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----THE FARMERS' CIRCLE.

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THE FARMERS' CIRCLE. (BY ONE WITHIN IT.) The farmers in East Eisex have given their labourers notice that their wages will be reduced next week, although in some cases the reduction will not actually take place until Michaelmas. Ploughmen, who are now getting 12s per week, are to be paid only 10s, and ordinarv labourers will have 9s. In a few instances, however, farmers will pay 10s. Already there are numbers of labourers out of work, and great distress is apprehended for the coming winter. Replying to Mr Jeffreys in the House of Commons 011 Tuesday, Mr H. Gladstone, on behalf of Mr Gardner, said that in the three we"ks ending September 2ud, the number of outbreftk, of anthrax reported had been eleven, eighteen, and thirteen respectively The enforcement of the Provisional Orders rested with the local authorities. The Board of Agriculture had addressed a circular to them, pointing out the nature of the disease and the best means of preventing its spread- ing. A leaflet had also been prepared for general circulation among stockholders, de- n scribing the sympfcnns cf the disease and the precautions to be taken. I'm allowed to kill both hairs and rabbits on my own place," pleaded Mr Henry Allison, of Elksley, Notts, farmer, before the magistrates at Jledford to which the reply was. So you are, but not on a Sun- day." Mr Allison, who, on the evidence of Ambrose Fieli, gamekeeper to Squire Hicksou, had been guilty of taking a hare which his dog had caught in his field, and putting it in his pocket, appears to have been considerably taken aback by this decision. It was presumptively based on the Act of William IV., which forbids "killing or taking game on Sunday or Christmas Dav, or using any dog, gun, net, or other engine or instrument for that purpose, under a penalty not exceeding £5." He was fined fifteen shillings including Cost s. Mr Robert Norman, farmer, Bushey, was summoned to the Mavleboue police court on Saturday for having supplied milk adul- terated with six or seven oer cent. of water. The evidence for the defence was to the effect that on receiving the complaints Mr Norman caused his cows to be milked in the presence of witnesses, and that still the Eamples showed the presence of water. Mr Frederick J. Lloyd, analytical chemist, said he had analysed samples taken straight from seventeen cows, and found them to contain about 8 per cent. of water. This he attri- buted to the hot weather and poor food having affected the cows. The magistrate dismissed the summons, observing that the water was not added." and that the defen- dant was not responsible for tho composi- tion of the milk. The inclusion of Captain Thomas in the newly-appointed Royal Agricultural Com- mission has given great satisfaction in Wales. An Arglesey correspondent writes: —" His (Captain Thomas's) appoin'ment on the Commission has given the greatest satisfaction to all classes of farmers, and I am able to say it would have been impossi- ble to have chosen a better or more suitable man. His father, who was a larg < and suc- cessful tenant fanner in this island, early initiated him into all branches of farming, and having been ever ilJco continuously t-u- gaged in it himsnf; his knowledge is thorough and prac ic *1, in proof of which he is regarded as a safe authority, and con- stantly consulted in agricultural matters. Since be has been agent for a landed estate he has shown every sympathy with the tenants, and worked much for them, and they have every confidence in him. His reputation, popularity, and high standing in his native county are undisputed and widespread. A PROLIFIC cow. There is at present at a farm in Llanwnog, called Tanrallt, in the possession of Edward Reynolds Hughes, Esq., a fine cow six years old last calving, which has brought forth eight calves. When 2-year-old she brought one; when 3-year-old, two; when 4-year- old, one; when 5-year-old, two; when 6-year-old, 2. The owner may well be proud of such a profitable animal. FERTILISERS' AND FEEDING STUFFS BILL. The much talked of Fertilisers' and Feeding Stuffs Bill which is now before the House of Lords, will, in all probability, come into force on the first day of 1894. The Bill in the amended form in which it is likely to be passed is a very great improvement upon the one introduced by Mr Gardner and others. In spite of the most determined efforts of tho authors ot the original Bill to rush it into law in toat form, the stronglv objec- tional parts have been effectively squashed, while several desirable additions have been introduced and accepted. The rejection of I the original Clause B was a particularly welcome alteration from the farmer's point of view, because with it is removed the loop- hole for the escape of dishonest retailers. Instead of being able to throw the responsi- bility upon the person from whom he bought a commodity proved to be inferior to the warranty under which it was sold, or to con- tain inj urious ingredients, the retailer under the amended Bill will simply have the same remedy against the wholesale man which the farmer has against the person from whom he buys. Some additions to the original draft are also valuable. Briefly described, the measure comprises the fol- lowing provisions in relation to the sale of manures and feeding stuffs :-A descriptive invoice is to be given on sale, which will have the force of a warranty; a description of a cattle food as composed of any particu- lar substance or substances will be regarded as a warranty that it is pure, and the sale of any such food will carry a warranty of its! suitability for feeding purposes failure to give the invoice required, or a false descrip- tion, or the sale of it feeding stuff containing any injurious constituents, or to which any worthless substance has been added, will render the seller liable to a fine, on summary conviction, provided that a certificate has been obt Lined from the Board of Agricul- ture by the prosecutor, stating that there was reas mable ground for prosecution, and provided that a person convicted may appeal to Quarter Sessions the Board of Agricul- ture is to appoint a chief analyst, and every County Council must, while any Borough Council may, appoint a district analyst; any buyer of a manure or feeding stuff, or the Council of a county or borough, or any asso- ciation authorised by the Board of Agricul- ture may have a sample analysed, and may enter a civil action againE-t the seller for breach of warranty, provided that the seller, if not satisfied with tue ana'ysis of a district analyst, may have a sample analysed by the J chief analyst.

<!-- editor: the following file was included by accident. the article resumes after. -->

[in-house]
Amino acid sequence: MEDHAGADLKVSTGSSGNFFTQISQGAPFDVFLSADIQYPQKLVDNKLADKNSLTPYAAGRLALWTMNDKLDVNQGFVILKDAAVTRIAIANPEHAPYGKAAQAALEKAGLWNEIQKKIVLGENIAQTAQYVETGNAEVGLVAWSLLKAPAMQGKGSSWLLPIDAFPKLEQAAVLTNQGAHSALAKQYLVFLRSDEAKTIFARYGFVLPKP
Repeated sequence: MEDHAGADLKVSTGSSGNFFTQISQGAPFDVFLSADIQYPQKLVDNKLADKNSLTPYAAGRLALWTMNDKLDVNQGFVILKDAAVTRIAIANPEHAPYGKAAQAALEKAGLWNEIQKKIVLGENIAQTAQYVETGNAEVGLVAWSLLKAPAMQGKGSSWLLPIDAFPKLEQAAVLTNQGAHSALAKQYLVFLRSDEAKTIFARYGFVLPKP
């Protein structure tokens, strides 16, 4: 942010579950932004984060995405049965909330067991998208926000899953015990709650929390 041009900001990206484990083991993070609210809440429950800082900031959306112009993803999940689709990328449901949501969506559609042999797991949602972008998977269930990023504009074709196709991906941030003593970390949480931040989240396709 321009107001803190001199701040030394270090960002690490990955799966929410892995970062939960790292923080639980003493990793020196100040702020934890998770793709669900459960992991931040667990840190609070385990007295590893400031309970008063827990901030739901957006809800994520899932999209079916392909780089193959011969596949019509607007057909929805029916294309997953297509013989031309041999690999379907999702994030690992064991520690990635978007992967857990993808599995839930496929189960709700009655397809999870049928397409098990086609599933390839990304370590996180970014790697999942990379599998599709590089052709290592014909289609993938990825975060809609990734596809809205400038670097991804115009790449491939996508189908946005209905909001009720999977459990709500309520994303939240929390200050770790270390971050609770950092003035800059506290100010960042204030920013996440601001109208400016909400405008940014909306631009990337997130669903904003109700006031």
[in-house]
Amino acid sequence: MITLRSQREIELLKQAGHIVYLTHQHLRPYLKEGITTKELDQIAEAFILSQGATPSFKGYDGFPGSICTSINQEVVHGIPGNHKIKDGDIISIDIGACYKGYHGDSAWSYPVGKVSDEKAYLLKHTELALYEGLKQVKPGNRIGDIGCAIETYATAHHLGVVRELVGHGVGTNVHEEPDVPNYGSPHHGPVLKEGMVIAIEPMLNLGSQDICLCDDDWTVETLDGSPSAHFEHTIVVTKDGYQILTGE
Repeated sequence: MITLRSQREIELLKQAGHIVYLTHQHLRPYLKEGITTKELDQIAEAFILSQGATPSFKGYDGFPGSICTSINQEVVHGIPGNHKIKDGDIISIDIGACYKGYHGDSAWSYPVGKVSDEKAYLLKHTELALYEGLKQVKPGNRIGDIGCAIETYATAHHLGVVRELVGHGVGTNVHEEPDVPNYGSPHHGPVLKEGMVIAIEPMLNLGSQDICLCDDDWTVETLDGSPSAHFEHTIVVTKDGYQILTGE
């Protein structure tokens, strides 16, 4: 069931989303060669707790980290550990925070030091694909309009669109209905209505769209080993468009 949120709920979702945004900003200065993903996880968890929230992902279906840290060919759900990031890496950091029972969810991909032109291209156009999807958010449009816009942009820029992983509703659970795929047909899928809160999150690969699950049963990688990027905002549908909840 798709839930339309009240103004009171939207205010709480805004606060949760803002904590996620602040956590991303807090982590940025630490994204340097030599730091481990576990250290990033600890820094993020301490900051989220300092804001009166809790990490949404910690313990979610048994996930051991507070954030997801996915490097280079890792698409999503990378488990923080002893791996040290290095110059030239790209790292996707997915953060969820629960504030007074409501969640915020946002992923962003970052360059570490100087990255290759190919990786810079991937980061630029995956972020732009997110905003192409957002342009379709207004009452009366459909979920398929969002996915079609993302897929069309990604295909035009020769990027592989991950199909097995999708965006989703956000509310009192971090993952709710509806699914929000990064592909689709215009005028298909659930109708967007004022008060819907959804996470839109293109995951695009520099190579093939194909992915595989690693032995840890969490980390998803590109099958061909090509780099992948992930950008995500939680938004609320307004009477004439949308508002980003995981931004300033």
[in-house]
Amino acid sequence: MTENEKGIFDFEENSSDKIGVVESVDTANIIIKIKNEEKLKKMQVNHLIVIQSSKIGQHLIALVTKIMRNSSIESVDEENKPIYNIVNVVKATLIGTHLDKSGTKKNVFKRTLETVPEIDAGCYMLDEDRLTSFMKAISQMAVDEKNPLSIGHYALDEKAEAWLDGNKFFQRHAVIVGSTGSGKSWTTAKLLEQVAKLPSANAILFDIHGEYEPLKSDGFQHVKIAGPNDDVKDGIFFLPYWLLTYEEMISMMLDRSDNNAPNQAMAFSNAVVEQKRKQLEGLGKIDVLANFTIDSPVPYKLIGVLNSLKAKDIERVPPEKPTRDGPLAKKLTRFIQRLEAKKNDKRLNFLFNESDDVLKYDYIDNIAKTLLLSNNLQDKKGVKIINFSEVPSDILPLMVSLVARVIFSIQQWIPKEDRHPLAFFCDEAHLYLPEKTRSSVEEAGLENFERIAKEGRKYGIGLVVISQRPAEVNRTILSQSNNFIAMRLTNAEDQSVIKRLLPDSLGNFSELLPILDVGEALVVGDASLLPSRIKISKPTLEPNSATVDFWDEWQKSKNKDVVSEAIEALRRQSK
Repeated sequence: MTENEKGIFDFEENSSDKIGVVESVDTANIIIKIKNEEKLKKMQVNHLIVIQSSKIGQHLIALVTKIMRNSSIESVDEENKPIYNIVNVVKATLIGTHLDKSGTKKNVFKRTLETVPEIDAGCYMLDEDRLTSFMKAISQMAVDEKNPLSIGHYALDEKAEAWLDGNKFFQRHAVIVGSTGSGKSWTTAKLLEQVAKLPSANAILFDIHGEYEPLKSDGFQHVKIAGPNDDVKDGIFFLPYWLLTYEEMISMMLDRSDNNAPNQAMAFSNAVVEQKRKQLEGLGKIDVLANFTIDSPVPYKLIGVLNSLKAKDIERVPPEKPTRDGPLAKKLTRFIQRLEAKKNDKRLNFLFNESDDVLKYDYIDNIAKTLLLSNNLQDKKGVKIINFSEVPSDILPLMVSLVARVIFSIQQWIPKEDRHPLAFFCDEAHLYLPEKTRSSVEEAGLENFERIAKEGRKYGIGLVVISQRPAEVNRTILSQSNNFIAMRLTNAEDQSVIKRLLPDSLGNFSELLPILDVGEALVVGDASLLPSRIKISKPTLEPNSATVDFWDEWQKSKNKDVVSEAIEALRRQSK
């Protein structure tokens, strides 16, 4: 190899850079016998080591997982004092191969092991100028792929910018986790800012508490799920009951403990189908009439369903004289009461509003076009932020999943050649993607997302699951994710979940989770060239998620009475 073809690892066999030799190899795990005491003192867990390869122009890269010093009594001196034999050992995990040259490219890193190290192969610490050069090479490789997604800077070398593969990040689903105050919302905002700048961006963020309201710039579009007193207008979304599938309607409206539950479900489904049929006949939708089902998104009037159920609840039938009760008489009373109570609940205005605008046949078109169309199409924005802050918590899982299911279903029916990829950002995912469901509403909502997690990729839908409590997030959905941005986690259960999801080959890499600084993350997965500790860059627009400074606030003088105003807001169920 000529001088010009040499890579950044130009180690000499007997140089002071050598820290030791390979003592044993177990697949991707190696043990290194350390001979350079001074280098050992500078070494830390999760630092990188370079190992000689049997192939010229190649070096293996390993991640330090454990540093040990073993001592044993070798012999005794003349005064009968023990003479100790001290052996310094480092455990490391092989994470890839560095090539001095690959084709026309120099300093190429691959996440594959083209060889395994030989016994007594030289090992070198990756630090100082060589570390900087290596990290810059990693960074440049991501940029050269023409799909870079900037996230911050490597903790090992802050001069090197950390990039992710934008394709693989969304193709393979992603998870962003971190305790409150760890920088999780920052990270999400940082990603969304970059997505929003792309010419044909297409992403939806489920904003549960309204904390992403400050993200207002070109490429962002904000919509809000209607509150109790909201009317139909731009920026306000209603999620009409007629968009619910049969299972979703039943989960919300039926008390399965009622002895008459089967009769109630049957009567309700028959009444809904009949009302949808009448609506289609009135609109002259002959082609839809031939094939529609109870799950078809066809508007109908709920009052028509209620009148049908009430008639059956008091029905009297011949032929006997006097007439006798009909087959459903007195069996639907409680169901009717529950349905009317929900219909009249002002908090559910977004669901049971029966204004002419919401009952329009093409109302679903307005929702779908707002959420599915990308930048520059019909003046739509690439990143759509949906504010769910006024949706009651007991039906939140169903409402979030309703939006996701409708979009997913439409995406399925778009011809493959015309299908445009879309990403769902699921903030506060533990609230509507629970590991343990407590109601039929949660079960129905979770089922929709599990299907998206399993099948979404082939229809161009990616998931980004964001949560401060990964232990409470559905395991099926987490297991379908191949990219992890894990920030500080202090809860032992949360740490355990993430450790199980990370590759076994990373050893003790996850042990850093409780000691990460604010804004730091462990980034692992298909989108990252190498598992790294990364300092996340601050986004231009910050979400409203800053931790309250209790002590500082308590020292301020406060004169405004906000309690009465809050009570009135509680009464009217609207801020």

ANTHRAX.

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THE SUMMEK OF 1818.